Excerpts From The Morning Pages, 2024/01/31

Black and white image of bed with white linen, pillow and dark blanket. Looks like someone just wokeup

I started writing the morning pages today.

Julia Cameron describes Morning Pages as

Morning Pages are three pages of longhand, stream-of-consciousness writing, done first thing in the morning. There is no wrong way to do Morning Pages – they are not high art. They are not even “writing.” They are about anything and everything that crosses your mind – and they are for your eyes only. Morning Pages provoke, clarify, comfort, cajole, prioritize, and synchronize the day at hand. Do not over-think Morning Pages: just put three pages of anything on the page… and then do three more pages tomorrow.

Below is an excerpt from it. Although I didn’t start writing it for the blog, I think putting it here is of value to me.

Writing all this down here feels like I have so much noise in my head and could finally dump it down. But this is also not that simple because that noise continues to live, and it’s not like I am working on all of them. They are just there - like the low AC mains hum in those old speakers, like the bitterness of the coffee, underneath which are taste notes hiding. After a while, you tend to neglect those noises and just focus on a few things. But, God, is that background static noise difficult, and it can sometimes become unbearable? I mean, I don’t mind the bitterness of the coffee. Maybe that is a wrong metaphor - I love coffee.

Self portrait. Me infront of a mirror with camera in my hand covering lower right of my face

Living inside your own head is bad - especially for someone like me who cannot explain the emotions to a second person. It becomes difficult to articulate. I have been trying not to live inside my own head. Only times this happens nowadays is when I take my camera out on the streets. I feel like I am not me anymore. My mind is in search of a frame, a moment that I can capture, both on the technical aspects of the camera and the emotional state of the street. The moment I trip the shutter, I feel something - a moment of satisfaction. It does not matter at that moment how the image came out - I won’t know that until maybe days or weeks later when I process the film, and then maybe I’ll feel a bit of disappointment - but at that moment on the street? That feels like a serene nothingness.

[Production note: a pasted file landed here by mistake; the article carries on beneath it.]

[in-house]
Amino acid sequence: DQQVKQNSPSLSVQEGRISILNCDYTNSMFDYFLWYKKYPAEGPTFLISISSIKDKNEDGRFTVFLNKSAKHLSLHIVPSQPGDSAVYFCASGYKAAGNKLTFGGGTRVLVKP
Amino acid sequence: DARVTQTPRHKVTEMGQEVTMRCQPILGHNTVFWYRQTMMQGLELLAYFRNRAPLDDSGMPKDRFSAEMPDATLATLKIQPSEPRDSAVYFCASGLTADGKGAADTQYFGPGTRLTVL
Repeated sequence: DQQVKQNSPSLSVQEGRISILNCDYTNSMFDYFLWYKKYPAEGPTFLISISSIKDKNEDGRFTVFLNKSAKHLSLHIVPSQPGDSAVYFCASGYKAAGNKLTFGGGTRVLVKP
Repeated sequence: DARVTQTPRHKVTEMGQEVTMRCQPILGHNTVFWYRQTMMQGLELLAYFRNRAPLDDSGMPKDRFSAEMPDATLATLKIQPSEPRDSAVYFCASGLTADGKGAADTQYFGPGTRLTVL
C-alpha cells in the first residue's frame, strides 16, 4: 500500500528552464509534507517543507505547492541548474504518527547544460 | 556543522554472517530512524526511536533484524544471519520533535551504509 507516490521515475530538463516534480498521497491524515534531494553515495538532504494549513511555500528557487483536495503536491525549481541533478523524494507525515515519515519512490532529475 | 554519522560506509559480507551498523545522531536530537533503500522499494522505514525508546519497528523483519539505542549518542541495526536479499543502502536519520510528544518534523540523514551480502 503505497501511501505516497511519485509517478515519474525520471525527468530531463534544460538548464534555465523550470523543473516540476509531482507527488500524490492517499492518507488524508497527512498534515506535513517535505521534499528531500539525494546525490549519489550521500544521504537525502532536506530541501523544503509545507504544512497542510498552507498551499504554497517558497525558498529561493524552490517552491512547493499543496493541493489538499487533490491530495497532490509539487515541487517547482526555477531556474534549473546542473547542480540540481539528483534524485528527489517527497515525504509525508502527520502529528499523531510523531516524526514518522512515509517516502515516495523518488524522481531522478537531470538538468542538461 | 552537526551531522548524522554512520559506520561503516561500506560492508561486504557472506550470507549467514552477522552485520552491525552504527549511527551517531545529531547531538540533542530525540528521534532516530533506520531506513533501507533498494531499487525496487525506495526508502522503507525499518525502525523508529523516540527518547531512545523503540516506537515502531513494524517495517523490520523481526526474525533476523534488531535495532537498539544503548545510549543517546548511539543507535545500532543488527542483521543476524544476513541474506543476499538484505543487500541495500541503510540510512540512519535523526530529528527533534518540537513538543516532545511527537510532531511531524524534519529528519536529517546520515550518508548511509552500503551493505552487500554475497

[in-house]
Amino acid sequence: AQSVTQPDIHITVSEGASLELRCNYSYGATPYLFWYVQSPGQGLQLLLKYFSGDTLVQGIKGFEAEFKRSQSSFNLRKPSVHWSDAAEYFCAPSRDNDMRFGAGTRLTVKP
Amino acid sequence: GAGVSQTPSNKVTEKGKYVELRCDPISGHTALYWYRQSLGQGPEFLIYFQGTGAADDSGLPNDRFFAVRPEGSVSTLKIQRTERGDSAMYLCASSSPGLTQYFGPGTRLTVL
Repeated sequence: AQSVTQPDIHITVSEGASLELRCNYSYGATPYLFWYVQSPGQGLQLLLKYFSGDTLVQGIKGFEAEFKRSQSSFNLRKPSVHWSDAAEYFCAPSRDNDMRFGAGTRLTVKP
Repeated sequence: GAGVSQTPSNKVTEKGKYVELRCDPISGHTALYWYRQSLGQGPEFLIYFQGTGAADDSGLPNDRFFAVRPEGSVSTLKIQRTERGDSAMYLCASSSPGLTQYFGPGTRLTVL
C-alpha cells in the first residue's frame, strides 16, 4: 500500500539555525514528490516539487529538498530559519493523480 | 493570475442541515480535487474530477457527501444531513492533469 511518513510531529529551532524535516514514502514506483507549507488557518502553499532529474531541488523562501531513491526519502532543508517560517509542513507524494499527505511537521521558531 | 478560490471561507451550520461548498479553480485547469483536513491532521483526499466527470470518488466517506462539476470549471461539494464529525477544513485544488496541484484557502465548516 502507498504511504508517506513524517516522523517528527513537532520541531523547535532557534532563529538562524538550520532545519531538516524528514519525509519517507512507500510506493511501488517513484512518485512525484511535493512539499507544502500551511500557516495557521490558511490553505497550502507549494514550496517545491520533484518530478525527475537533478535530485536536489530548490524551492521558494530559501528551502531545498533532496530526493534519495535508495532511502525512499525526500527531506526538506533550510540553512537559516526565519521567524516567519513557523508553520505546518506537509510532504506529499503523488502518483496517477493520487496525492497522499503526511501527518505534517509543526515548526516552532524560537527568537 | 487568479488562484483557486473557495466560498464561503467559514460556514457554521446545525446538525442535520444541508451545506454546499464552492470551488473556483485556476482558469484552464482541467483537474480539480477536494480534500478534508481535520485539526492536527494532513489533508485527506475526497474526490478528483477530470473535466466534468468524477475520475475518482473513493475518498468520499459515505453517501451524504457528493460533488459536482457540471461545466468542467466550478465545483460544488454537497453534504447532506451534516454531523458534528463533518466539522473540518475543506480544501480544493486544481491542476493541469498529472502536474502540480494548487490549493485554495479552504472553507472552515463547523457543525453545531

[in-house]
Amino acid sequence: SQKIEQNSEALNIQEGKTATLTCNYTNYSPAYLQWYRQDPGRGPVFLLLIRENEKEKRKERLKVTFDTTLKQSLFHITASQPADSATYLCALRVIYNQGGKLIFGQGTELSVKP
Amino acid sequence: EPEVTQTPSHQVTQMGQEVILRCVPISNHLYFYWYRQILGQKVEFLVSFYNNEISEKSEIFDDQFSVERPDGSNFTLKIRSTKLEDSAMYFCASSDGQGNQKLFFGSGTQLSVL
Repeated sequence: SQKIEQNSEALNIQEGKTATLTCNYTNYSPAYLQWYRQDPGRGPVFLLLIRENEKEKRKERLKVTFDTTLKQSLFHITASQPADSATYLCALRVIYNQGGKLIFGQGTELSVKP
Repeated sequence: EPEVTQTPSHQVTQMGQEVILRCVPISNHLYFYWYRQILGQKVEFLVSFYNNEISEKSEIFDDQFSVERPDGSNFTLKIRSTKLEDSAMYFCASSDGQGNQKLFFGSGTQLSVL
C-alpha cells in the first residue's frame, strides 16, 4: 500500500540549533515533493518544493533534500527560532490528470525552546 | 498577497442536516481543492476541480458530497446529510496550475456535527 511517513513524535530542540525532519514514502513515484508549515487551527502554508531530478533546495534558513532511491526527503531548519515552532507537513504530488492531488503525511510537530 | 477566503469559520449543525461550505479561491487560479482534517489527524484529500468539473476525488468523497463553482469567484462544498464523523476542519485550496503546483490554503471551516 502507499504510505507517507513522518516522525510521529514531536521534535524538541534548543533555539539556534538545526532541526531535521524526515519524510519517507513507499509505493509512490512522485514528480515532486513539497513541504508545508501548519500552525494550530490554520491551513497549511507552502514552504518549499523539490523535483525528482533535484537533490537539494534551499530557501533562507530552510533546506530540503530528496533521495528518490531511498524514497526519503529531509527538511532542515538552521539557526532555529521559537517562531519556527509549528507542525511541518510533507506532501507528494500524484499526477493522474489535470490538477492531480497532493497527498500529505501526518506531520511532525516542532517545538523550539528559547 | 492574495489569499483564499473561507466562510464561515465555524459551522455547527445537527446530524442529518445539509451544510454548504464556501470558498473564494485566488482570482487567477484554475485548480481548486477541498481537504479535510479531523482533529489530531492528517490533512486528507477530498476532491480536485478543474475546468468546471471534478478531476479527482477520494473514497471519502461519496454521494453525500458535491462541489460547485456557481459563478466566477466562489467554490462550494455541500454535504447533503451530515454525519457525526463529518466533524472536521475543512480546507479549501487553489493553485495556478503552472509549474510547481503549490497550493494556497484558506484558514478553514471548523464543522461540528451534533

Sometimes I feel like I am using these hobbies,like making and building things, coffee, and now photography as an escape instead of facing my problems. Like I am holding on to these “obsessions” dearly because everything else feels fleeting. Nowadays, more than ever, I feel like I cannot hold on to life. And this “obsession” feels like a straw that I am grasping.

My rational brain, on the other hand, is skeptical. It constantly tells me that what I am doing is a waste of time.

In the middle of taking a photo on the street, making my coffee, writing on the blog, designing something, or in the middle of my weekly ritual of developing negatives, I find myself suddenly feeling guilty, anxious, or even angry. Why am I not working on making myself better? What is the point of doing all this? This won’t put food on my plate; on the contrary, it costs me money. Why am I spending so much time on these activities?

What is the purpose of all of this? It’s not as if this is adding anything to the world or myself. It’s not like I’m engaged in some useful or great engineering or “art.”

But I don’t know how else to live. I don’t know if it’s my ADHD, but if I’m not obsessing over something, I don’t feel alive. I feel like I won’t be able to make it without anything else to hold on to.

When I talk about obsession, my brain taunts me. “Who do you think you are? Obsession, it seems. As if it would amount to anything. As if you have enough grit to see things through. That is not obsession - this is just you being a child, chasing one shiny thing after another.”

I feel there is a need for a conclusion here, but I don’t have one.